* An American writer, the author of “ Letters to Caleb Strong, late Governor of Massachusetts, grounds his argument for the total unlawfulness of war on the denial of a right in society, either by divine warrant or human delegation, to take away life. His reasoning (although I doubt not it is dictated by pious and humane feelings) appears very inconclusive. But, be it so or not, it is directed against inflicting death as a chosen judicial penalty ; the wisdom and lawfulness of which are quite distinct questions from this, Whether the apprehension of criminals should be declined, when it is opposed by so much armed resistance as requires the use of deadly weapons, in order to effect it. I would ask that author, whether, if capital punishment were now to be abolished in England or America, either from a conviction that it is unchristian, or a belief that it is impolitic, (solitary confinement being substituted, even in cases of high treason, murder, &c.) and if a body of ten thousand or one thousand armed insurgents should defy the government, he would have them subvert all law, become masters of the capital, possess themselves of public and private property at their pleasure, and establish a government or anarchy of their own, rather than that they shonld be encountered in arms, (after being intreated and enjoined to submit,) and the lives of a part sacrificed, in order that the chiefs or ringleaders might be secured, and brought to trial. If he would, there seems a kind of solecism in addressing bis letters even to a " late Governor," and admitting, that, although“ the gospel makes no direct provision for organizing civil governments," it leaves men“ to adopt such civil and municipal regulations as may conduce to social happiness." Letter iv.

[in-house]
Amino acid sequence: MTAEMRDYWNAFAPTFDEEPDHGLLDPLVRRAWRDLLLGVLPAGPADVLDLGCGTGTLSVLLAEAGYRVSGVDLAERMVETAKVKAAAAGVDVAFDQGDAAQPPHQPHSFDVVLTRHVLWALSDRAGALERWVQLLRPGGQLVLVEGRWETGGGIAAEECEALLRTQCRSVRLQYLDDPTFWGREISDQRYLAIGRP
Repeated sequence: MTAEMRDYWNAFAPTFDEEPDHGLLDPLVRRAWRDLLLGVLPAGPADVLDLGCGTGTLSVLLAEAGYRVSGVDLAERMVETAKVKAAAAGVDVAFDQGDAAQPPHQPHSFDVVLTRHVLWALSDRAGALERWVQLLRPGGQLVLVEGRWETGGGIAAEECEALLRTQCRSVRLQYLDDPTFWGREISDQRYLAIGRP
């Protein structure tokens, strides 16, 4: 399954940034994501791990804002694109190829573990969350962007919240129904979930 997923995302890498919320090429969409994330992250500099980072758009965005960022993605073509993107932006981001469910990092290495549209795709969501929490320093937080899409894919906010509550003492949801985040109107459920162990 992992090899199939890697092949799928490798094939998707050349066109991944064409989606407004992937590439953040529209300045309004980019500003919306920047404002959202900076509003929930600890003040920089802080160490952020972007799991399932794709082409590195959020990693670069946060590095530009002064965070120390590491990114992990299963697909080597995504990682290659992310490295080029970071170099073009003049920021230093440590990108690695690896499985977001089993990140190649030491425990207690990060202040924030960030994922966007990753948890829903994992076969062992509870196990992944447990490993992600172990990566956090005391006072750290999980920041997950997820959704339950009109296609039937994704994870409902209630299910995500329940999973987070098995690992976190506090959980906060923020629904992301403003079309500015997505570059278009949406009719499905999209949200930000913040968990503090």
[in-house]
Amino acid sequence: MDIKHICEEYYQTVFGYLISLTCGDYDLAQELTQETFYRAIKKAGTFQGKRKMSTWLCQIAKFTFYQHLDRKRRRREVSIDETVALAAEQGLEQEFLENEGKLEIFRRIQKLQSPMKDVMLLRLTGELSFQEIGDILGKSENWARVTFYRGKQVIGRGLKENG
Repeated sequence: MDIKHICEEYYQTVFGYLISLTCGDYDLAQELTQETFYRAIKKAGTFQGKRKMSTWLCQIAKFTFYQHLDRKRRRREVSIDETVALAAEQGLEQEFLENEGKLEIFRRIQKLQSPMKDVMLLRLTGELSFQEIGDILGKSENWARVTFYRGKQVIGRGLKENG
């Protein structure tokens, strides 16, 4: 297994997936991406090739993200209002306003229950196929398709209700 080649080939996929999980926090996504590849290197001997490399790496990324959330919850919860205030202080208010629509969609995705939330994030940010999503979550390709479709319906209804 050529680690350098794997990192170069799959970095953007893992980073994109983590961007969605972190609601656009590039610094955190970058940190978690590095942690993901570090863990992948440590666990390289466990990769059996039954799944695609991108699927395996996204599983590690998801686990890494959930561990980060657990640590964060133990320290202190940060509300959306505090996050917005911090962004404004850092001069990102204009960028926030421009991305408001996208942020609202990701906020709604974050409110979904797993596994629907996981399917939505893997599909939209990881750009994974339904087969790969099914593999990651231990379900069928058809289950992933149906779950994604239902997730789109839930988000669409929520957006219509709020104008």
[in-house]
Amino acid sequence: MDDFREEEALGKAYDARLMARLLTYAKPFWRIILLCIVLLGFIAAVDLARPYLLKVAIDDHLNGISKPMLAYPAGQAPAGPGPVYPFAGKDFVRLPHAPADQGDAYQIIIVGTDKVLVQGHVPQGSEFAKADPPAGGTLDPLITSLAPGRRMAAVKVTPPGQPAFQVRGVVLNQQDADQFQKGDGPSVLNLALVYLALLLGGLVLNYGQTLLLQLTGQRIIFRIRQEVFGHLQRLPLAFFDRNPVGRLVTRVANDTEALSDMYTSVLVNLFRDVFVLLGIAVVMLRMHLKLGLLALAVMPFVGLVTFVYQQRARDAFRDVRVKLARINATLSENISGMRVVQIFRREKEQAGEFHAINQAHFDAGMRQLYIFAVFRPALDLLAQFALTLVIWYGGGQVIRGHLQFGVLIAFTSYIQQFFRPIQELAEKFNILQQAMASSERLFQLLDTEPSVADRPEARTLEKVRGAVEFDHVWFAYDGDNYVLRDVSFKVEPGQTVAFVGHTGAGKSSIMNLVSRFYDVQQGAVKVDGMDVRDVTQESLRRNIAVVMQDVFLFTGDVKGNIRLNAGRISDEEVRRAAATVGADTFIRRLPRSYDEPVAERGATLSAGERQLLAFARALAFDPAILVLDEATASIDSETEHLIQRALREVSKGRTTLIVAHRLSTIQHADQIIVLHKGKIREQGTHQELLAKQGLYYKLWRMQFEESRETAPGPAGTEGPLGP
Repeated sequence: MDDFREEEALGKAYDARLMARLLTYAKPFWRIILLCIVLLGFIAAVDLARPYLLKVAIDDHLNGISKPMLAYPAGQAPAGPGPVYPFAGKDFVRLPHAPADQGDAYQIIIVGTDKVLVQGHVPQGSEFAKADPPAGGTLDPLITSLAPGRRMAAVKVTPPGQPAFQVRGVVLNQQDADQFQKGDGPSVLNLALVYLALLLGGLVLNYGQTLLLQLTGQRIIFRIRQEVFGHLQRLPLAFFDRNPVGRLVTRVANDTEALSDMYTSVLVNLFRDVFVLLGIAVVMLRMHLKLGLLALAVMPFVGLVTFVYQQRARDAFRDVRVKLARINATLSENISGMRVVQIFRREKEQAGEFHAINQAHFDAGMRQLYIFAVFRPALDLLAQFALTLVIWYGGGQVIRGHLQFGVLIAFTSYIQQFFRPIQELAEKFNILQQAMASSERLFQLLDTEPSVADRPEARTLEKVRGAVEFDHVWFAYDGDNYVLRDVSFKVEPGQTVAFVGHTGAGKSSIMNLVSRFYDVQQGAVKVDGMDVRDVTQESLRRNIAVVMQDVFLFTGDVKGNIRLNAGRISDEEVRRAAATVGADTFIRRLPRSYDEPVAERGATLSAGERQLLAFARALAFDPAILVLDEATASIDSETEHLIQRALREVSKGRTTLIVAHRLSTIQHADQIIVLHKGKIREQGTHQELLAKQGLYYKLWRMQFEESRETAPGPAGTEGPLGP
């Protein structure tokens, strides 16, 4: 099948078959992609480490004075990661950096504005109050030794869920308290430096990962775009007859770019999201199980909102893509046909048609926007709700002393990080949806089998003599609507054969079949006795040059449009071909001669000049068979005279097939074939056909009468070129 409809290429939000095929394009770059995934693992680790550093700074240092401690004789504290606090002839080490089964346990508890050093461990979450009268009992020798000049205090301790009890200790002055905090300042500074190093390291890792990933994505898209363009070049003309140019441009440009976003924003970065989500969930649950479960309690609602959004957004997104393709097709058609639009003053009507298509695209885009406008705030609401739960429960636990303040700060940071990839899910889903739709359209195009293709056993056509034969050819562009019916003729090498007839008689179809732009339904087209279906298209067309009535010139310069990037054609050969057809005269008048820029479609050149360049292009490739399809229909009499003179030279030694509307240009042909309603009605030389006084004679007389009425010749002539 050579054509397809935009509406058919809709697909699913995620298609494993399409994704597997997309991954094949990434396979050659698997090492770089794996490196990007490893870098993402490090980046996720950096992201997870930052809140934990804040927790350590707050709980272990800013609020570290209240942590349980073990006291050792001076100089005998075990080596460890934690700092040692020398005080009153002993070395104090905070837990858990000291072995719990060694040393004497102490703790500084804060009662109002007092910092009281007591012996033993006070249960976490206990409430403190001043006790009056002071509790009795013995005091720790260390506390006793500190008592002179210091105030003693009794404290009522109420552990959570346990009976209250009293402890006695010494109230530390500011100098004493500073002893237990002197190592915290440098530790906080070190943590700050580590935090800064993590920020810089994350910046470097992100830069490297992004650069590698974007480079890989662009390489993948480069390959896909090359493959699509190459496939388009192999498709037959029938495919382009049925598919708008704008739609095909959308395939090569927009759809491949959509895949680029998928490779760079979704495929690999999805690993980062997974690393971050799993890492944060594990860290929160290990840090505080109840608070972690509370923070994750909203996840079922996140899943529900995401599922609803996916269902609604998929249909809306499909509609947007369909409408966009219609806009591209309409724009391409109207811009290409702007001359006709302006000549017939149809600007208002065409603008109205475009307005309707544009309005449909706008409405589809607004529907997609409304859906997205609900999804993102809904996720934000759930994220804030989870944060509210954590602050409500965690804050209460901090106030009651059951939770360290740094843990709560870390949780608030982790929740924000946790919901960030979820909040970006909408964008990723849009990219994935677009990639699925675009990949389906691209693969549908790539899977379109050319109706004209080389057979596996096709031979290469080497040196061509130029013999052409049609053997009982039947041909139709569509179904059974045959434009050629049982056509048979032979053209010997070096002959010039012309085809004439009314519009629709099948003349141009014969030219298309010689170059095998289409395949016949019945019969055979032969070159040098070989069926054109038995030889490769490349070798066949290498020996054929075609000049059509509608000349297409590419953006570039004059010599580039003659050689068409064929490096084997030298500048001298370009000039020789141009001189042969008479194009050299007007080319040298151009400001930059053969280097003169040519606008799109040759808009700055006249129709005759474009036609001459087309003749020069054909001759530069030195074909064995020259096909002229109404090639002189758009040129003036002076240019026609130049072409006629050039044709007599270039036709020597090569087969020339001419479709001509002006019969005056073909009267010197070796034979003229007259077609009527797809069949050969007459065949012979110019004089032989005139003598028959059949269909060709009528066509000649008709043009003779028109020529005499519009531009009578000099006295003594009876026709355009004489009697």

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of the law which their own will might dictate. The only possible way of controlling such offenders is by an armed force superior to their

If the ruler“ beareth not the sword in vain," it must be because there are other swords at his direction. The mere display of his" own, as an ensign of office, can, in such cases, avail nothing. If the lives of such associated offenders are forfeited without judicial condemnation, it is on the same account as the life of a single criminal has sometimes been, ou account of resistance to the lawful apprehension of his person. If they do not so resist, or even if they surrender themselves after resistairce, they become prisoners of the State. Thie person who takes up arms, at the summons of his government, to assist in apprehending these criminals, whether domestic or foreign, serves the State in essentially the same manner as the officer of justice who apprehends, by force, an armed and resolute robber.

The one force is called, from its organization, civil; and the other, military; but their acts in such cases admit of no real distinction. A contest against either banditti, rebels, or invaders, may be protracted, offensive, and bloody; and so, on a minute scale, may be the pursuit of a single desperate robber; yet both may be purely defensive of the public peace,